1/25/14

Landmark Habeas Corpus Cases of Jung Ah Lung, 1885 and Ju Toy, 1904-1905

    A Chinese laborer, Jung Ah Lung left the United States for a visit to China after obtaining a Customs certificate needed to gain reentry. When he returned, however, he was unable to present the certificate, saying that pirates robbed him in China. The Customs Collector denied his reentry, forcing him to stay on the ship in San Francisco bay despite the availability of a detailed description of his physical features in the Customs books and the support for his case by affidavits and other testimony supplied by a missionary in China, a United States Consul, an Oakland editor,  the Chinese Mission, and by other circumstances.



"In Re Jung Ah Lung" was an immigration case of major significance especially for Chinese immigrants during the early period of the Chinese Exclusion Acts, and for constitutional law relating to due process. The U.S. Attorney and Collector of Customs, sought to prohibit Jung Ah Lung from returning to the U.S. insisting that only official documents issued by federal immigration authorities, such as the "Return Certificate," were acceptable as evidence of U. S. residency. 

The Court allowed that the Collector of Customs under Section 9 of the 1882 Chinese Exclusion Act had the power to require returning Chinese laborers show a valid Certificate of registration.


However, Judge Hoffman noted, "But the section affords no color to the extraordinary pretension that the result of that examination shall be final and conclusive upon the rights of passengers."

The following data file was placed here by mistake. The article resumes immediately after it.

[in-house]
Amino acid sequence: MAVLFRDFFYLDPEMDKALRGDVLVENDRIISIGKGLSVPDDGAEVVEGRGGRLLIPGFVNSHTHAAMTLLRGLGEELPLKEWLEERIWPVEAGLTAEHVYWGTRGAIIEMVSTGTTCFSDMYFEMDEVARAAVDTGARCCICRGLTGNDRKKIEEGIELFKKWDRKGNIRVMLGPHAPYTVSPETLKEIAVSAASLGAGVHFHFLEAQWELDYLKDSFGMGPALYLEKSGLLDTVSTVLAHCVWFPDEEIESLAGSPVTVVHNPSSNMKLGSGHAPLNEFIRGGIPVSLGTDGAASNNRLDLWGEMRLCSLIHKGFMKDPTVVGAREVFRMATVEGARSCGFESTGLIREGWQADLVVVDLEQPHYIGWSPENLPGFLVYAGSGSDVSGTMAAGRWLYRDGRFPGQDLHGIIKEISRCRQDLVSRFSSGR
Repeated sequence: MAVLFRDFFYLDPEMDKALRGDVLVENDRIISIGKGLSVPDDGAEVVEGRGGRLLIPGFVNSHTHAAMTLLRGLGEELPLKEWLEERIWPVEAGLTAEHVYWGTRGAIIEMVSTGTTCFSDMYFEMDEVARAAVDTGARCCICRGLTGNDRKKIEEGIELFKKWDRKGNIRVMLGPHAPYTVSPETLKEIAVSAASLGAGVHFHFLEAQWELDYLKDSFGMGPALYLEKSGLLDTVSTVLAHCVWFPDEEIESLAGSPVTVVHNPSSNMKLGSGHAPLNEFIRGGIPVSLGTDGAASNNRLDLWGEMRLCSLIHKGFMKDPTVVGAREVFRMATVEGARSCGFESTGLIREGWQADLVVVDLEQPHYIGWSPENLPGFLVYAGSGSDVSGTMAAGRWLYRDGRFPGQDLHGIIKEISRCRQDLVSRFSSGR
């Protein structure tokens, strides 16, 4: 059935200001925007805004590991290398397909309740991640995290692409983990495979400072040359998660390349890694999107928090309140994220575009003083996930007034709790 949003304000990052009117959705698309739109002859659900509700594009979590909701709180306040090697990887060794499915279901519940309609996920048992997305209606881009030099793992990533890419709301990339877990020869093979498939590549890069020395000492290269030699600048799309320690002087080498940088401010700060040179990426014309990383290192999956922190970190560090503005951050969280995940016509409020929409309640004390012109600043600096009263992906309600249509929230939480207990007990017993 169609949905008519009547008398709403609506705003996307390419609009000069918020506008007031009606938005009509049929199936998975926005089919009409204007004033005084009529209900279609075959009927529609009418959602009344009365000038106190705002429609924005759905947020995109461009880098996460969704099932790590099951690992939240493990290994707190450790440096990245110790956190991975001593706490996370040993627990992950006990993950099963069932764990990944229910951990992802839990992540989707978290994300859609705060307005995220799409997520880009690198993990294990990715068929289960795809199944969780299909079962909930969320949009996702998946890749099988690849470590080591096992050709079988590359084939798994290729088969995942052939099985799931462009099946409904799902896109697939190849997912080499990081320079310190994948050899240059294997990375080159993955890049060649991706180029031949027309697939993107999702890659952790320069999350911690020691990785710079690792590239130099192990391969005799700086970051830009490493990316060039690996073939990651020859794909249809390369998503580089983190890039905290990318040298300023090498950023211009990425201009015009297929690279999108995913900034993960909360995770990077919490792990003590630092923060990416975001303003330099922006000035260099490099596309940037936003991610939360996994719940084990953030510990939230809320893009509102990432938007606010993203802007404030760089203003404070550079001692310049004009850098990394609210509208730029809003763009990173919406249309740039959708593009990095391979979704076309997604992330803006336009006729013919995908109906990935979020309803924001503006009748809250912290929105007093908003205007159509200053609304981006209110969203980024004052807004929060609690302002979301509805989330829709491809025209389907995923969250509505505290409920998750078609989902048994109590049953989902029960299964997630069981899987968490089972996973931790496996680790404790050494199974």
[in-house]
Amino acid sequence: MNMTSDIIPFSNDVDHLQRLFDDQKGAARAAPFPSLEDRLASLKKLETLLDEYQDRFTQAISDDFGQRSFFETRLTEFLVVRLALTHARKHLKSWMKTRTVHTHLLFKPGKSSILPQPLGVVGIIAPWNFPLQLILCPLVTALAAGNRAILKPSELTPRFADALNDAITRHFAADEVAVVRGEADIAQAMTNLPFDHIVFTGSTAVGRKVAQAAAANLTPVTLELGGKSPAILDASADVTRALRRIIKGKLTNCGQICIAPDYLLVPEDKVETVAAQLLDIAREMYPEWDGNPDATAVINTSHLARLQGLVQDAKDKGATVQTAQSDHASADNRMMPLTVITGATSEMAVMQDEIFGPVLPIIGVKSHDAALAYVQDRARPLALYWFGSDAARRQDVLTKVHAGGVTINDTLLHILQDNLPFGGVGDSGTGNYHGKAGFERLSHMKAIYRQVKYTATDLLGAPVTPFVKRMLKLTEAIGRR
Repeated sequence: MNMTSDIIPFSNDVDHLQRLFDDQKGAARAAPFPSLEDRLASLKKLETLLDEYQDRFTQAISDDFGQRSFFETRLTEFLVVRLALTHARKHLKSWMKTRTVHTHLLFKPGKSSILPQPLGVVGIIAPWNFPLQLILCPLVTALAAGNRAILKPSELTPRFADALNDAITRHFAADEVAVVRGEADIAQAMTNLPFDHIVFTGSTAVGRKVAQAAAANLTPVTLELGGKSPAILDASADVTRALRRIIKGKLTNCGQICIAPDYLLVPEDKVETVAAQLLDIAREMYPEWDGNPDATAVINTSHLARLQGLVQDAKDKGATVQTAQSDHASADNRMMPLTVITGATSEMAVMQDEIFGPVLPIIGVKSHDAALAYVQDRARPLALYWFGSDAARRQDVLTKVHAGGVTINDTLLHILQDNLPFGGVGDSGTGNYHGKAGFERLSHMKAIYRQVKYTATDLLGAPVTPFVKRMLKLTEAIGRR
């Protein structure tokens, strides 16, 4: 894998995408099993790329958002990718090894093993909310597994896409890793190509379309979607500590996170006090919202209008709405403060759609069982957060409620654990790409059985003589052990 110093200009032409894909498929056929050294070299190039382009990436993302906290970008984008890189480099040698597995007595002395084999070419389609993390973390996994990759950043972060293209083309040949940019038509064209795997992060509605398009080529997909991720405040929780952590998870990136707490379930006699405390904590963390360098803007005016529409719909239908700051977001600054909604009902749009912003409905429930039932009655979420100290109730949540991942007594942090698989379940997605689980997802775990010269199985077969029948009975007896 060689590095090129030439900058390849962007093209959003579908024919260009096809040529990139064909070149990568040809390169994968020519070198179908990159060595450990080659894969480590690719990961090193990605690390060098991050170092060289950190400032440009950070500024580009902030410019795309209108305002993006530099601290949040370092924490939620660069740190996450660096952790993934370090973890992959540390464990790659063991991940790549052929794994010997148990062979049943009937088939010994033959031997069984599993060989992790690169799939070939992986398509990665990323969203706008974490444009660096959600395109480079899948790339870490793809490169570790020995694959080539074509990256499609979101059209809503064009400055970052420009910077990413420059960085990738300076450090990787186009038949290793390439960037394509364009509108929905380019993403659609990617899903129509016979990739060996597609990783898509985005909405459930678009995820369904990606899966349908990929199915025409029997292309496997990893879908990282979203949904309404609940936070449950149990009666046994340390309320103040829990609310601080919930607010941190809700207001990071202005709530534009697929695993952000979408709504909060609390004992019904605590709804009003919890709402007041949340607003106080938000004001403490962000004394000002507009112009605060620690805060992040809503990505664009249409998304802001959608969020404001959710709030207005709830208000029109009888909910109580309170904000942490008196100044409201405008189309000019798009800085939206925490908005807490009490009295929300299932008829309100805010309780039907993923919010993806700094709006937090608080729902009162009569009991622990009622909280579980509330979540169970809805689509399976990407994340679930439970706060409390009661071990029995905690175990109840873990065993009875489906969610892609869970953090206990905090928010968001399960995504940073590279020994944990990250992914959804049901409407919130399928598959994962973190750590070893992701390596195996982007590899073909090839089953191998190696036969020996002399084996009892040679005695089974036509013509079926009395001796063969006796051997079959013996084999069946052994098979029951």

He sided with the immigrant, holding that regardless of the Exclusion Act, a Chinese person claiming U. S. residency should be entitled to the same benefits of habeas corpus, and due process in presenting relevant evidence in court, as "any other human being in this country." Hoffman's position was appealed and upheld by the U. S. Circuit and U. S. Supreme Courts.

However, the victory for the Chinese was short-lived as this precedent for all immigrant rights to receive due process in court lasted only 20 years.   In 1904-1905 Ju Toy, a Chinese cook in Oakland, California was denied the right of habeas corpus to appeal denial of his reentry even though he presented his Certificate of Registration.



In the Ju Toy case, a U. S. District Court ruling initially favorable to the immigrant was reversed upon appeal in the U. S. Circuit Court (San Francisco) and then the U. S. Supreme Court. After "In Re Ju Toy," "due process" for ALL U. S. immigrants was limited to appeals within the executive branch, except when there was a claim of unlawful or arbitrary actions by immigration officials. Aliens and alleged citizens could no longer count on their "day in court" to contest the impact of immigration bureau decisions denying their right to be in the U. S.





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